1 E. Roubaud, Recherches bioligiques sur les Guêpes sociales et solitaires d'Afrique. (Ann. 8c. Nat., Zool. ser. 10. v., pp. 1-160, 1916).
Spiders are known for their sanguinary instincts and for the cannibalism which they practise either at ordinary times when they are kept in the same cage, or at the rutting period, when certain females have no scruples about devouring their lovers. But these murderous instincts develop only with age ; on leaving the cocoon the young of the same hatching live in perfect harmony and associate their talents as spinners to make a common nest. This pacific humor persists with certain species,-rare, it is true,-and they continue the building of common webs in which they live and bring forth numerous individuals. Eugene Simon1 has mentioned several of these sociable spiders, among others an American The-ridiid, Anelosimus socialis, whose common web sometimes covers an entire coffee tree. "The spiders walk about there freely," observes the author, "meeting one another and tapping with their palpi as the ants do with their antennae, and more often devouring a smaller prey." Sem-ichon (1909) has mentioned the same fraternal dwelling together of a social Mexican spider, Cnothele gregalis, brought to the Museum by Leon Diguet (1909). This species makes upon trees vast social webs which it develops concentrically with spun threads which are to capture insects. Thousands of individuals live in perfect harmony in this immense pocketed sack, and never go out except after the rainy season, when they emigrate,-I was about to say swarm,-to leave room for the young. These nests divided and, suspended to the ceiling, act as traps for flies in certain parts of Mexico. One of them, exposed in the galleries of the museum [in Paris], reached the length of several meters.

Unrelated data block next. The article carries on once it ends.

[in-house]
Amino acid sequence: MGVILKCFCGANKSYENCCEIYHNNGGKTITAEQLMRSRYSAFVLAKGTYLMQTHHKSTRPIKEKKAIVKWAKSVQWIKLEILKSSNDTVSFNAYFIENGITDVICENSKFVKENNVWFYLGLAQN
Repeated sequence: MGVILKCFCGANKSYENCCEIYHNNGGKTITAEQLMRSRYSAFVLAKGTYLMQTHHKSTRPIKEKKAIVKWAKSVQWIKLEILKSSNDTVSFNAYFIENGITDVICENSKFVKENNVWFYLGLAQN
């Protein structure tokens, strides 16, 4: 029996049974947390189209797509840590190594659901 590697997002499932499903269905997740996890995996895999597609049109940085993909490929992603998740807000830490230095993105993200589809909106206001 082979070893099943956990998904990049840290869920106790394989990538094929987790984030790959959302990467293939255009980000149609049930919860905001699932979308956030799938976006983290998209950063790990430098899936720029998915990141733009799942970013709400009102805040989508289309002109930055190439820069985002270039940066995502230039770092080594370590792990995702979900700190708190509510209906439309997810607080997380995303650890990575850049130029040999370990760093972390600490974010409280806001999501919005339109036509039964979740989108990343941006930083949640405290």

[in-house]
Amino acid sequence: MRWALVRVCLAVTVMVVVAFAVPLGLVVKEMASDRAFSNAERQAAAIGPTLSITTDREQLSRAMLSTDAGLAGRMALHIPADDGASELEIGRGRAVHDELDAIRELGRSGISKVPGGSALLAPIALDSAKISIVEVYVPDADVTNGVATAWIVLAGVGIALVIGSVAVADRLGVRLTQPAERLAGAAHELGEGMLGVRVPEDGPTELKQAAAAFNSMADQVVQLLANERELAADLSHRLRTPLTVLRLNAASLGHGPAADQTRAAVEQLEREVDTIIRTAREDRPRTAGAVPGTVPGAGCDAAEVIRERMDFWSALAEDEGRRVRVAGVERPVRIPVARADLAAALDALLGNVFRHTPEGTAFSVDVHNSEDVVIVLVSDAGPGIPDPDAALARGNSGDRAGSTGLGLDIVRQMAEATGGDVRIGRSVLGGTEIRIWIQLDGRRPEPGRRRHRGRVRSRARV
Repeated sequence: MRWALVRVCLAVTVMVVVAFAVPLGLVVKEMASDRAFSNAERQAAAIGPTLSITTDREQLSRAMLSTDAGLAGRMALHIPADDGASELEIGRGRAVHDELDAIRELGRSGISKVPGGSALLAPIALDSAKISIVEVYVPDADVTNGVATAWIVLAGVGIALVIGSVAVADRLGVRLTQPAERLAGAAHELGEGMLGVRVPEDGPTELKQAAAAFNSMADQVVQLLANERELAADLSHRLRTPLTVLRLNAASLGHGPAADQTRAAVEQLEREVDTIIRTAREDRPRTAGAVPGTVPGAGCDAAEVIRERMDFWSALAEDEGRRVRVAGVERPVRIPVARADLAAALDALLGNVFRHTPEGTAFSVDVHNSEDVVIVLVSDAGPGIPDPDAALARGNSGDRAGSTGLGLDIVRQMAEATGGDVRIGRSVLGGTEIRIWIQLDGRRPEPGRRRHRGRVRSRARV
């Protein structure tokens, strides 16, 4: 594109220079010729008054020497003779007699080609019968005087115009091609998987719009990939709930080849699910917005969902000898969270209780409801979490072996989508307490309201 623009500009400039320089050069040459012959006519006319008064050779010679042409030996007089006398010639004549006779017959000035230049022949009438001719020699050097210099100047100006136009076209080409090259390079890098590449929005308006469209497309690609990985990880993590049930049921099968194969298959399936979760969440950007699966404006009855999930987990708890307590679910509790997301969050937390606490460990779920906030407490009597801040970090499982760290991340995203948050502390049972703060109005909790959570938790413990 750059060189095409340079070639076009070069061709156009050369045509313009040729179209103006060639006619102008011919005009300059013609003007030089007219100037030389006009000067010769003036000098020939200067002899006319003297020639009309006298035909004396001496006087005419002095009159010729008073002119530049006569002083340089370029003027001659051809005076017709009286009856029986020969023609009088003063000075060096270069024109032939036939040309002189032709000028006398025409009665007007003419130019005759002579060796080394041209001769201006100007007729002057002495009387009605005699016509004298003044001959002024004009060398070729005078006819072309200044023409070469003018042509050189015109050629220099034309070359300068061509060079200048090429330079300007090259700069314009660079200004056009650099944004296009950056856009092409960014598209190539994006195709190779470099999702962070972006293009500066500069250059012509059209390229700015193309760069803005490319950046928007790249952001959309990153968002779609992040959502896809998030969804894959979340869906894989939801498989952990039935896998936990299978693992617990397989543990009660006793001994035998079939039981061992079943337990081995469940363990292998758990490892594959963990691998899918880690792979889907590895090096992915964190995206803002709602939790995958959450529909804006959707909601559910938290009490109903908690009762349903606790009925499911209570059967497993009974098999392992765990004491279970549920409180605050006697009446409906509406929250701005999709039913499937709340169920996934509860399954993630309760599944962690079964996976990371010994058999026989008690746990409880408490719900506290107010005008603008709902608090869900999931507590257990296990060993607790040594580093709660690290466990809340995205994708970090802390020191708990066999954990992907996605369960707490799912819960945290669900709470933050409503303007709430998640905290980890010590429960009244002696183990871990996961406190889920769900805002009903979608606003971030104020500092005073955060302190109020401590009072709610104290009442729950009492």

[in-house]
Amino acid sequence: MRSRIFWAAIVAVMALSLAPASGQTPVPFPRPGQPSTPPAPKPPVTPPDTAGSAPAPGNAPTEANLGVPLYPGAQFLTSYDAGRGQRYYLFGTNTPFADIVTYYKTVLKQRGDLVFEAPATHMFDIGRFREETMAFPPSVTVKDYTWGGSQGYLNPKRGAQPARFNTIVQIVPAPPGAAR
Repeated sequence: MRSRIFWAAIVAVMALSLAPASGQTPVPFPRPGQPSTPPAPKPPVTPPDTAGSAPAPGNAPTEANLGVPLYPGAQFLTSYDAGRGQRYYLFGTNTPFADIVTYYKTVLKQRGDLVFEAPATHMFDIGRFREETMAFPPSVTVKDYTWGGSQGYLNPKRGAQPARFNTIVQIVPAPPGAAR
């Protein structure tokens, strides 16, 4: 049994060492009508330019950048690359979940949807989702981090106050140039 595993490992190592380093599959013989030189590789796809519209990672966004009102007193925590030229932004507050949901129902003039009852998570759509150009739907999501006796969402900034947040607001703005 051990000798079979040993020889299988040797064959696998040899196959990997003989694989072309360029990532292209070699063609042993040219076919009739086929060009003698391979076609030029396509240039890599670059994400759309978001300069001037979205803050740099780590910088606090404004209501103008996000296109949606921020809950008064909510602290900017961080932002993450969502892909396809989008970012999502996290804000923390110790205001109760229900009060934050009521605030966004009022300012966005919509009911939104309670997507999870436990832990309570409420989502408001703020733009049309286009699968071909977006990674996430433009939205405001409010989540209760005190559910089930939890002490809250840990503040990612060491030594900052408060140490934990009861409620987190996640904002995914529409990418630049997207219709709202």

Between the individualist groups of Gelasimas, Ocypods, and Cicindelids, where each one hunts on his own account, and those of the preceding social spiders, which spin a common web, and often divide their captures, there are a quantity of steps of which caterpillars and Hymenoptera offer examples. Even in the simple individualist colonies of Hymenoptera one observes a kind of espirit de corps when it is necessary to struggle for the common defense. In such a case, the Anthophora of the walls become singularly aggressive; established in sandy argillaceous soil which it perforates with tubular galleries, this bee comes out in war-like swarms every time one approaches the colonies; Buttel-Reepen (1903) relates the misadventure of an entomologist who was pursued a long time by one of these swarms after a badly executed swing of his net ; and Friese reports that he himself was attacked for having tried to collect on the walls of a barn where thousands of Antho-phoras had established their nests. It is a crowd reflex, Buttel-Reepen justly remarks, a reflex which is never produced when one attacks isolated individuals or small groups.
1 E. Simon, Voyage au Venezuela: les Araignées sociables, 1891. [Ann. Soc. Ent. France, v. 60, pp. 5-14).